A Fault-tolerant Switch for Next Generation Computer Networks


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In this paper, the architecture of a Multi-plane
Parallel Deflection-Routed Circular Banyan (PDCB) network
based switching fabric is introduced. The PDCB network has
a cyclic, regular, self-routing, simple architecture and fairly
good performance. Its Performance is improved due to
reduction in blocking by two-dimensional path-multiplicity of
the proposed architecture. It consists of 4X4 Switching
The proposed switch is shown to be fault-tolerant. A simple
analytical model based on Markov chain to evaluate the
performance of proposed switch under uniform traffic
condition has also been presented in this paper. The
performance parameters studied are Normalized Throughput
and Normalized Delay. Simulation study of the switch is also
performed to validate the model proposed.

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A Fault-tolerant Switch for Next Generation Computer Networks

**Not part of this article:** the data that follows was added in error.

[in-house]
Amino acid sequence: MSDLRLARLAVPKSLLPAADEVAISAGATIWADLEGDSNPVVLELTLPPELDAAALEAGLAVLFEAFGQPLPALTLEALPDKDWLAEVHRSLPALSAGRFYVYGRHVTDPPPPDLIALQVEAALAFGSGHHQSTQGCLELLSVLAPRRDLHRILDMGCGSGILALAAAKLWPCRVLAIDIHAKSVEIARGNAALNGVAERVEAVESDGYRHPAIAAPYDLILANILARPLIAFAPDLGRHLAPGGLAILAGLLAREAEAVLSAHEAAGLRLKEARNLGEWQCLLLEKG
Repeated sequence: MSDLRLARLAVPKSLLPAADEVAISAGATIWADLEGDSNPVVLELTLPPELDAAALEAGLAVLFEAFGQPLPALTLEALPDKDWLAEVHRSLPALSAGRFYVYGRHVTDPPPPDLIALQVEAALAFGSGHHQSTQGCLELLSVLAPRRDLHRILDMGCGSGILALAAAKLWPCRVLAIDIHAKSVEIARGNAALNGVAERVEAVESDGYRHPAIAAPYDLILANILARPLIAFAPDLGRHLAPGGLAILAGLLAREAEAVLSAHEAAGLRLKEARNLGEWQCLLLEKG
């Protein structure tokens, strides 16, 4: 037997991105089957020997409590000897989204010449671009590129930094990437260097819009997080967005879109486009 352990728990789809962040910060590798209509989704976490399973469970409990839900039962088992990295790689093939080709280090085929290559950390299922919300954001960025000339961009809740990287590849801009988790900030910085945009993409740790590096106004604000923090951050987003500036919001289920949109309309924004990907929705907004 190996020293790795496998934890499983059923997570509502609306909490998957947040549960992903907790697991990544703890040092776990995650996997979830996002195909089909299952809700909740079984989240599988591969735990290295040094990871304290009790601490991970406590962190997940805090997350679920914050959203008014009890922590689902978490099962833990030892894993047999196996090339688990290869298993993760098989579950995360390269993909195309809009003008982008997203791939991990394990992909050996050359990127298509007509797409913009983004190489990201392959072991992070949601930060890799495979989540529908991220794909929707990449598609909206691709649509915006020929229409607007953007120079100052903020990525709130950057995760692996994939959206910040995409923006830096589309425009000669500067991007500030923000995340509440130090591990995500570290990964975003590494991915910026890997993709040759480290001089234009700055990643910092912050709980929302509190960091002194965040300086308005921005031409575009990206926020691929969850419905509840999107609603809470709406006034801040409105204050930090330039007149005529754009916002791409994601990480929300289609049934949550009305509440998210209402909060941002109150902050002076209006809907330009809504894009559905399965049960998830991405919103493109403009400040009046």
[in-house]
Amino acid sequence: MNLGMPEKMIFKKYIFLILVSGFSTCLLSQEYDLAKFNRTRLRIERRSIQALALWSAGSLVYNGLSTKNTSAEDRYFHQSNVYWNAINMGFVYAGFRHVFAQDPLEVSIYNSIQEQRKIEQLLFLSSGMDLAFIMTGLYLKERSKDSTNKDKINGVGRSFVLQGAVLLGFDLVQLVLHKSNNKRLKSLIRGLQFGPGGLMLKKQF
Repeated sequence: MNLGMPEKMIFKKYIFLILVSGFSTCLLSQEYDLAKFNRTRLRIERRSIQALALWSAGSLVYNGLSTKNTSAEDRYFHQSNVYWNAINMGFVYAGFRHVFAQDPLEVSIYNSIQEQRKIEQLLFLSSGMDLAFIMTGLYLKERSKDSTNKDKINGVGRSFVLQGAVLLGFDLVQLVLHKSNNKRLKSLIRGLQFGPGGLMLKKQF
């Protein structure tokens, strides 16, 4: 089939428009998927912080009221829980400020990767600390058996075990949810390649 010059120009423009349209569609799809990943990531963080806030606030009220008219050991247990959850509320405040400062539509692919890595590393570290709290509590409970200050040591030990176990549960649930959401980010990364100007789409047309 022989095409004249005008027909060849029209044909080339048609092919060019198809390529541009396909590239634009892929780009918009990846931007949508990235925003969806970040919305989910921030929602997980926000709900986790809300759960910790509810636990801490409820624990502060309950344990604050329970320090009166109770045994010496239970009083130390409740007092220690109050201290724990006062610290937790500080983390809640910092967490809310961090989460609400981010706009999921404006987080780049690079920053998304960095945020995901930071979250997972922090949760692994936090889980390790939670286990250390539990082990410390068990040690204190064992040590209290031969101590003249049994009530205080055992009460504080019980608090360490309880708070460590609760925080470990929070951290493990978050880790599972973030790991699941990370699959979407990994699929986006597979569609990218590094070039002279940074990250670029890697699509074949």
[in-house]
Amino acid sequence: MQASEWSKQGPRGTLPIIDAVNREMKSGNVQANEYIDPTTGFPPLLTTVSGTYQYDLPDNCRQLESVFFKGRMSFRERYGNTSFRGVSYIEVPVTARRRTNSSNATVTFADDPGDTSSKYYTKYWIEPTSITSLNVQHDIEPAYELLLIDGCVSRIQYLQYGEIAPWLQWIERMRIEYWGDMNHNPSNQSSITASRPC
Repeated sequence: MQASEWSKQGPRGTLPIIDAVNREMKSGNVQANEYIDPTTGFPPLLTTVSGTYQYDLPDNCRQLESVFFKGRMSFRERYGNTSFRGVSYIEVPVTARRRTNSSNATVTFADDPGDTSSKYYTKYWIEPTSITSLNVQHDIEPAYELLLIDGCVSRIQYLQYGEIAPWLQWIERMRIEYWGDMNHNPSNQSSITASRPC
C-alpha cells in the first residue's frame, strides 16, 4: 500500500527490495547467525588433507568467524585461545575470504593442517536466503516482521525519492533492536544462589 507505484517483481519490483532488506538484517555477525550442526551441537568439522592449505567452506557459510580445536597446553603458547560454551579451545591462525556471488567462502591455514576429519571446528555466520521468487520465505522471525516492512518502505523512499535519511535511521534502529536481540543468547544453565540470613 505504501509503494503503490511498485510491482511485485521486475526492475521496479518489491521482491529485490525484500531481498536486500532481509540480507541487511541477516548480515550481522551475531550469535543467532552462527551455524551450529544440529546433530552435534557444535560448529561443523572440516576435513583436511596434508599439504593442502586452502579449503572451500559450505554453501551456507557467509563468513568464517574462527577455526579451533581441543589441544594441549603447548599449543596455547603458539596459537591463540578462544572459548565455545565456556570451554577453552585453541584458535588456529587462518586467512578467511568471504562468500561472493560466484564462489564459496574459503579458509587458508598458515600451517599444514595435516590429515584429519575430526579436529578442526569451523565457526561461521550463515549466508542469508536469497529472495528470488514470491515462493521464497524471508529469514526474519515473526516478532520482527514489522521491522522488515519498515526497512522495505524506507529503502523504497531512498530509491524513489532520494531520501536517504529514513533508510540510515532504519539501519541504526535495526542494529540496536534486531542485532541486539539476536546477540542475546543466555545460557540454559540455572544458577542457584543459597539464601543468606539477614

1. 1. ACEEE Int. J. on Network Security, Vol. 02, No. 01, Jan 2011 A Fault-tolerant Switch for Next Generation Computer Networks V. S. Tripathi and S. Tiwari Department of E & C E, MNNIT, Allahabad, India. vst@mnnit.ac.in, stiwari@mnnit.ac.inAbstract— In this paper, the architecture of a Multi-plane network based switch is evaluated using a new analyticalParallel Deflection-Routed Circular Banyan (PDCB) network model based on Markov chain and simulation. Thebased switching fabric is introduced. The PDCB network has performance parameters studied are normalized throughput,a cyclic, regular, self-routing, simple architecture and fairly normalized delay and fault-detection coverage as they aregood performance. Its Performance is improved due toreduction in blocking by two-dimensional path-multiplicity of fundamental parameters.the proposed architecture. It consists of 4X4 Switching The remaining paper is organized as follows: Section 2Elements. discusses the architecture of a PDCB network based switchThe proposed switch is shown to be fault-tolerant. A simple and section 3 discusses analysis of the proposed switch.analytical model based on Markov chain to evaluate the Finally the conclusion is given in section 4.performance of proposed switch under uniform trafficcondition has also been presented in this paper. The II. PDCB NETWORK BASED SWITCHING ARCHITECTUREperformance parameters studied are Normalized Throughputand Normalized Delay. Simulation study of the switch is also The deflection-routed circular banyan network is aperformed to validate the model proposed. modified banyan network that can be realized by 4X4 switching elements (SE) and augmented links as shown inIndex Terms— Fault-tolerant, Banyan, Markov chain, figures 1 and 2. The SE in simple banyan switch is a 2X2Performance, Deflection-routed, Switch. crossbar type network, which is connected through links to form a specific topology. The SE is modified by addition of I. INTRODUCTION two pairs of lateral in and lateral out ports. The additional The next generation computer networks (NGN) require ports are used for lateral interconnection of the SEs in ahigh speed integrated switches1. Many types of switches stage.presented in the literature are found to be suitable for thepurpose2, 3, 4, 5. The performance parameters to compare and Outputscharacterize these switches are- throughput, delay, variance Inputs 0of delay, buffer size, location of buffer, multicastcapability, cost, fault-tolerance, reliability and scalability.Because of its regularity, modularity, self-routing property 1and simple architecture, a class of multistageinterconnection networks called Banyan network ispreferred for use in NGN7. It consists of 2X2 switching Lateral-In Lateral-outelements and offers same latency for all input-output pairs.It has path-uniqueness property that results in cell-sequence Figure 1. Modified Switching Elementpreservation at one hand and giving rise to the problem ofblocking on the other. To solve this problem, various In a multi-plane parallel defection-routed circularapproaches have been proposed like- increasing the banyan (PDCB) network based switch the switching planesbandwidth of internal links, providing internal buffers and of figure 2 are used in parallel to make up a parallel planedeflection routing8. Deflection routing needs multiple switch as shown in figure 3. A large number of equivalentinput-output paths within the switching fabric and adding paths into the switching fabric exist and the packet is freemultiplicity may further result in increase of irregularity, to choose any free path independently. Thus switchloss of modularity and increase in complexity 9. becomes robust in the case of pathological traffic patterns. The parallel plane deflection-routed circular banyan Fault-tolerance and reliability of the switch is furthernetwork (PDCB) based switch proposed in this paper can improved. The advantages of the PDCB switch includeenhance the performance by offering a solution to the redundancy, augmented throughput and relaxed port speedproblem of blocking while maintaining the advantages of and pin count. A switch that transmits a data packetbanyan architecture. This switch has self-routing property. through k active planes can have one or more spare planesIt consists of 4X4 Switching Elements. Multiple paths are to replace any faulty active plane.available between any input-output pair along vertical as A practical spare distribution scheme with less thanwell as horizontal axis. The packets are free to choose any 100% hardware redundancy with a three-dimensionalfree path independently. Path-multiplicity supports system has been presented11. This methodology has beenmulticasting. It also improves the fault-tolerance and shown to be faster and more cost effective than a duplexreliability of the switch. The performance of PDCB system for a large switch since it can provide comparable availability of spares with less hardware redundancy. In our 22© 2011 ACEEEDOI: 01.IJNS.02.01.133